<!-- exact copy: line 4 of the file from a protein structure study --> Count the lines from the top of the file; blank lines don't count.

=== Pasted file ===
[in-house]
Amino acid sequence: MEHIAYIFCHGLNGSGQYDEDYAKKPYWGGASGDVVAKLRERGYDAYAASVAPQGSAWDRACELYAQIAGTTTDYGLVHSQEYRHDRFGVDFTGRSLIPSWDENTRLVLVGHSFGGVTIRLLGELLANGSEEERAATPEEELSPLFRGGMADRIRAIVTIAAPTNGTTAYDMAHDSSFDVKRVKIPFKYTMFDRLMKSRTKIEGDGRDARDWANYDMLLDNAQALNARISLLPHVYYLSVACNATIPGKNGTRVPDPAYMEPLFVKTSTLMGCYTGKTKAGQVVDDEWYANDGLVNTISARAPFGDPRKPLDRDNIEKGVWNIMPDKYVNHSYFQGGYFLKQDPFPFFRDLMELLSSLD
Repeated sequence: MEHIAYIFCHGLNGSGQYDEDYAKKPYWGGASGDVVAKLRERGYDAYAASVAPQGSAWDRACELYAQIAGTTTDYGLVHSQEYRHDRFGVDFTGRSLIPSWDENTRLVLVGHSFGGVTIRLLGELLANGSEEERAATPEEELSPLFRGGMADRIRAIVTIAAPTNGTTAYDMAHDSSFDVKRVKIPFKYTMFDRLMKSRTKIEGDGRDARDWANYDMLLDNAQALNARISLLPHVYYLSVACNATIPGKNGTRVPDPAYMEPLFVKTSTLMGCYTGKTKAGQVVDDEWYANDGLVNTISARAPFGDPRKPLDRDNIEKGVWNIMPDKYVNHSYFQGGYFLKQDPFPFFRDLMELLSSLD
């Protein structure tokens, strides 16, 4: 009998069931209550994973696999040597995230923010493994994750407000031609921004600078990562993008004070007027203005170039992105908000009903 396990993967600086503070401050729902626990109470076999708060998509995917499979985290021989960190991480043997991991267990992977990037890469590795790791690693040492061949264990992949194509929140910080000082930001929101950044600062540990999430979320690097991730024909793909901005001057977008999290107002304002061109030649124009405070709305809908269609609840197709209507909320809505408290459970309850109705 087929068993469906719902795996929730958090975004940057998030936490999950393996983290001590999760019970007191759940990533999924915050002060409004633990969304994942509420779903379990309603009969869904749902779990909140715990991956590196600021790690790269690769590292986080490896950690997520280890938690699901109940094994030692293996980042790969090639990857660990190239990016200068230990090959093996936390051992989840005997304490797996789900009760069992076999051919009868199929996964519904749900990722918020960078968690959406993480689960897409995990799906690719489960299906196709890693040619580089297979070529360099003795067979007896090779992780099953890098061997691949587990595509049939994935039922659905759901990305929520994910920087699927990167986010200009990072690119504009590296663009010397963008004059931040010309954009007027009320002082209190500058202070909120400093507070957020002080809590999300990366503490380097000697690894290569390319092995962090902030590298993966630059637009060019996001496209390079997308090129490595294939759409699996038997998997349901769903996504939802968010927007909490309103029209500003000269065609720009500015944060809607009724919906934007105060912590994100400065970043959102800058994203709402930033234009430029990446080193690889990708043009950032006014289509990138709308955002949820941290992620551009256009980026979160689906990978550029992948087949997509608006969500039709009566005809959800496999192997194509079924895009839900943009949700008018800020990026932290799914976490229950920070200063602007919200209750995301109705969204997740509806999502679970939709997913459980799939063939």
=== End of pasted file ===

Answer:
């Protein structure tokens, strides 16, 4: 009998069931209550994973696999040597995230923010493994994750407000031609921004600078990562993008004070007027203005170039992105908000009903 396990993967600086503070401050729902626990109470076999708060998509995917499979985290021989960190991480043997991991267990992977990037890469590795790791690693040492061949264990992949194509929140910080000082930001929101950044600062540990999430979320690097991730024909793909901005001057977008999290107002304002061109030649124009405070709305809908269609609840197709209507909320809505408290459970309850109705 087929068993469906719902795996929730958090975004940057998030936490999950393996983290001590999760019970007191759940990533999924915050002060409004633990969304994942509420779903379990309603009969869904749902779990909140715990991956590196600021790690790269690769590292986080490896950690997520280890938690699901109940094994030692293996980042790969090639990857660990190239990016200068230990090959093996936390051992989840005997304490797996789900009760069992076999051919009868199929996964519904749900990722918020960078968690959406993480689960897409995990799906690719489960299906196709890693040619580089297979070529360099003795067979007896090779992780099953890098061997691949587990595509049939994935039922659905759901990305929520994910920087699927990167986010200009990072690119504009590296663009010397963008004059931040010309954009007027009320002082209190500058202070909120400093507070957020002080809590999300990366503490380097000697690894290569390319092995962090902030590298993966630059637009060019996001496209390079997308090129490595294939759409699996038997998997349901769903996504939802968010927007909490309103029209500003000269065609720009500015944060809607009724919906934007105060912590994100400065970043959102800058994203709402930033234009430029990446080193690889990708043009950032006014289509990138709308955002949820941290992620551009256009980026979160689906990978550029992948087949997509608006969500039709009566005809959800496999192997194509079924895009839900943009949700008018800020990026932290799914976490229950920070200063602007919200209750995301109705969204997740509806999502679970939709997913459980799939063939």